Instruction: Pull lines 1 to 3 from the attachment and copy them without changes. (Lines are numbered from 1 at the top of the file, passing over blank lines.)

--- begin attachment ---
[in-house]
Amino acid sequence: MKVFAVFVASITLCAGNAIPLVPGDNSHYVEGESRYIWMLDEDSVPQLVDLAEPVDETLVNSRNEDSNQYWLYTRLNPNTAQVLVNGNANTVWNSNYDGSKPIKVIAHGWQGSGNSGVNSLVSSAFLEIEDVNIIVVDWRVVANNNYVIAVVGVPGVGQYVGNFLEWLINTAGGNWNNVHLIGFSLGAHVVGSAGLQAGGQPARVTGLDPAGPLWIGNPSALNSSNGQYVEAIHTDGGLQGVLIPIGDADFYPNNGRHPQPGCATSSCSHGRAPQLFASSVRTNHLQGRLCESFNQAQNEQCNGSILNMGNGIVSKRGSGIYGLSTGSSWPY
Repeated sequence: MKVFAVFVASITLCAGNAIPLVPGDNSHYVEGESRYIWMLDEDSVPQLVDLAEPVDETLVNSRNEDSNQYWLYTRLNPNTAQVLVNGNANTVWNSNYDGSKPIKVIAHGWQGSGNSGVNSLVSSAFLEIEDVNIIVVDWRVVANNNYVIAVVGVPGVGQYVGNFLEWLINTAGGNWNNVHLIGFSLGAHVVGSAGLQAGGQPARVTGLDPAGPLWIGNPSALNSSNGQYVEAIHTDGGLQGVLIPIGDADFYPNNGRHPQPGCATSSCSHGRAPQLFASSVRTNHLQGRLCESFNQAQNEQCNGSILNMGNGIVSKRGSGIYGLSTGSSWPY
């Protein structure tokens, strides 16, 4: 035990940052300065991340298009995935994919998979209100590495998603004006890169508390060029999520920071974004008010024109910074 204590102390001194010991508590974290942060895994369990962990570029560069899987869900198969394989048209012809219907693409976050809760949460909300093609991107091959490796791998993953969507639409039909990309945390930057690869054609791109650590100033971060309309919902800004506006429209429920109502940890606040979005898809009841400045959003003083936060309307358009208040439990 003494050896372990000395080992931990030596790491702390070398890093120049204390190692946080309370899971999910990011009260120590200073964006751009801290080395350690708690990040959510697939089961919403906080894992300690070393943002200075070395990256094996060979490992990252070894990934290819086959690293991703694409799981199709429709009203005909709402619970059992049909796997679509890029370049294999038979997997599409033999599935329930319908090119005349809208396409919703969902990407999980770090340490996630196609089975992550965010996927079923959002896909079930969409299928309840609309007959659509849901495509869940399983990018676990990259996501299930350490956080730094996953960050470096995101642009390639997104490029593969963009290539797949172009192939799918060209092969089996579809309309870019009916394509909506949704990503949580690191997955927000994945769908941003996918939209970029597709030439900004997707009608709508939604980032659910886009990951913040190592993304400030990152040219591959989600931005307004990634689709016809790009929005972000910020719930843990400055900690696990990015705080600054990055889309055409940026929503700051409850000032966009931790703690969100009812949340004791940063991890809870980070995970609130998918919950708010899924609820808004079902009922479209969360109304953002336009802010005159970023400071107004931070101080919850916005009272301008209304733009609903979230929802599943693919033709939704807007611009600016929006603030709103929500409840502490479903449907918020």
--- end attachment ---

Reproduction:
[in-house]
Amino acid sequence: MKVFAVFVASITLCAGNAIPLVPGDNSHYVEGESRYIWMLDEDSVPQLVDLAEPVDETLVNSRNEDSNQYWLYTRLNPNTAQVLVNGNANTVWNSNYDGSKPIKVIAHGWQGSGNSGVNSLVSSAFLEIEDVNIIVVDWRVVANNNYVIAVVGVPGVGQYVGNFLEWLINTAGGNWNNVHLIGFSLGAHVVGSAGLQAGGQPARVTGLDPAGPLWIGNPSALNSSNGQYVEAIHTDGGLQGVLIPIGDADFYPNNGRHPQPGCATSSCSHGRAPQLFASSVRTNHLQGRLCESFNQAQNEQCNGSILNMGNGIVSKRGSGIYGLSTGSSWPY
Repeated sequence: MKVFAVFVASITLCAGNAIPLVPGDNSHYVEGESRYIWMLDEDSVPQLVDLAEPVDETLVNSRNEDSNQYWLYTRLNPNTAQVLVNGNANTVWNSNYDGSKPIKVIAHGWQGSGNSGVNSLVSSAFLEIEDVNIIVVDWRVVANNNYVIAVVGVPGVGQYVGNFLEWLINTAGGNWNNVHLIGFSLGAHVVGSAGLQAGGQPARVTGLDPAGPLWIGNPSALNSSNGQYVEAIHTDGGLQGVLIPIGDADFYPNNGRHPQPGCATSSCSHGRAPQLFASSVRTNHLQGRLCESFNQAQNEQCNGSILNMGNGIVSKRGSGIYGLSTGSSWPY